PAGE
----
21. Thanks to Mr Ron and Gazza. I thought this was a bit too GK. Although I managed ok without the hints, would agree with Gazza that the references were dated. Having said that, last in and my favourite was 13d. Was 3*/3* for me. Cold and wet in Central Londo. Where’s summ er gone :-(

    1. Summer doesn’t start until June I’m afraid – you still have 3 weeks to wait

  22. Can,t get into this at all probably worst attempt at crossword ever so bad not interested in hints ,tomorrow is another day

  23. I really enjoyed this one – and particularly listening to one of my favourite Rolling Stones songs again – thanks, Gazza. Like a lot of others, I’d never heard of the film star, although I did guess the answer.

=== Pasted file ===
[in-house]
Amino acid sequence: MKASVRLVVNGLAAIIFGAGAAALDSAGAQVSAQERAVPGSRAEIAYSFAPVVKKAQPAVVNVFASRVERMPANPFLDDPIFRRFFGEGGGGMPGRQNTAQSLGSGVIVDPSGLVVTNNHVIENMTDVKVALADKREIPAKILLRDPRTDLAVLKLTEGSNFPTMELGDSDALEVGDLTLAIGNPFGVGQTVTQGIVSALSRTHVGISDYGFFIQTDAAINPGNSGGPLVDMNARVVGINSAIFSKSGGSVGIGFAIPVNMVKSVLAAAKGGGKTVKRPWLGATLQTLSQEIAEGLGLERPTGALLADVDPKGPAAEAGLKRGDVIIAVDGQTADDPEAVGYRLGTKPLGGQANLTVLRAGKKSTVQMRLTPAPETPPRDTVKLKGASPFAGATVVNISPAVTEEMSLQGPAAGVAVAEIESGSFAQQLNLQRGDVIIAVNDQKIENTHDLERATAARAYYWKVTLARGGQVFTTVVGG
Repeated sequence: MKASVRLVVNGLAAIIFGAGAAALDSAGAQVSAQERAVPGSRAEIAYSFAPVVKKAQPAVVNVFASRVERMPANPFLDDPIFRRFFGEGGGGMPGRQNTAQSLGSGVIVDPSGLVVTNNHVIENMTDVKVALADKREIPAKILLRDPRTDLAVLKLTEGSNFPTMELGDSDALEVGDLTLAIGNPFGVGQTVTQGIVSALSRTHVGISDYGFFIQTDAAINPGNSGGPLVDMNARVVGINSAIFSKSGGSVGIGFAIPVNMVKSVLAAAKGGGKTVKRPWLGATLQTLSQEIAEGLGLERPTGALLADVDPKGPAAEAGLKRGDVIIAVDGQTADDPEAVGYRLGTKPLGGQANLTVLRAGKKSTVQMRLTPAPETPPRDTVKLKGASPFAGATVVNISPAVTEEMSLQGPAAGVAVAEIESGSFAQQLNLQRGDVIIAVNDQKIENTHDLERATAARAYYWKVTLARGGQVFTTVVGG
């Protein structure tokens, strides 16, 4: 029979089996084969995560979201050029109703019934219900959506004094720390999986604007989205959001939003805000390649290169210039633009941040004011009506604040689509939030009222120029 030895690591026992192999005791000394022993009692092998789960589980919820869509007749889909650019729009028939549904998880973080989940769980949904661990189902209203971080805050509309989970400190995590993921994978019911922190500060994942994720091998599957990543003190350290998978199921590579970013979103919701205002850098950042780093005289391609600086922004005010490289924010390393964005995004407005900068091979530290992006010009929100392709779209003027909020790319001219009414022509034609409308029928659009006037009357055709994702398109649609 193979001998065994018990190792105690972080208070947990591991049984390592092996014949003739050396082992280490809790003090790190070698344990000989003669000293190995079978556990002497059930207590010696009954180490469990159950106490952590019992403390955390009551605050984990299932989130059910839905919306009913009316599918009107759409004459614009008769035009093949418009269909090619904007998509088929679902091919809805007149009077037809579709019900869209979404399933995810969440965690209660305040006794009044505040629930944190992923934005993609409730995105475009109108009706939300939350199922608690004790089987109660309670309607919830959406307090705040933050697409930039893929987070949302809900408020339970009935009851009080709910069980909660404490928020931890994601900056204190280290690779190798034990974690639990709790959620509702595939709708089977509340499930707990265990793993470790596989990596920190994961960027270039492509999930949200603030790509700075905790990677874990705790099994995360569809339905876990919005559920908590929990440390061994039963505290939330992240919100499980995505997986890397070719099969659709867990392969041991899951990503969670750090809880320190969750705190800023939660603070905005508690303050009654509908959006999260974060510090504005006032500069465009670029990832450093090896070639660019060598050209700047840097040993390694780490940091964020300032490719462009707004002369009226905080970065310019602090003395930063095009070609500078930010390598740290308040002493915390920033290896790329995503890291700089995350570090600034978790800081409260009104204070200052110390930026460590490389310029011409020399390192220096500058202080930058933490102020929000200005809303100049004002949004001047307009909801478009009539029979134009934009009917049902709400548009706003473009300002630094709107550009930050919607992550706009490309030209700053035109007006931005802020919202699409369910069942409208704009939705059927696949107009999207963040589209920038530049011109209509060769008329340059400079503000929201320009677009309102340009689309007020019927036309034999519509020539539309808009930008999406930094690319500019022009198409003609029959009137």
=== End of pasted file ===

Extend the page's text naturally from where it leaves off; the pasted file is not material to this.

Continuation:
24. I found this hard to get into and find the wavelength of this setter. I got there in the end but needed hints to “get” 9a as it made no sense to me. In the end I did enjoy it but do agree that there are too many dated clues.

    This was not a problem for a dated old woman, but I did have to search the deepest recesses of my memory. I remember Jane and her Georgie Porgie! I also remember the Mitford sisters well, enjoyed Nancy’s and Jessica’s books, and who can forget Diana who married that awful brownshirter and Unity who went to live in Germany with Hitler.

    Thanks to setter and to Gazza for the enlightenment.

  25. Enjoyed the puzzle today. Interesting discussion about what is “dated” and what is historical. I am in my 60’s and I am defeated by British Bands of the 80’s but I do know Count Basie. I think anyone who was influential in their field like JS Mill, Count Basie or even the Mitfords can’t really be called dated. Tom Mix I only know because my husband is a devotee of B Westerns :)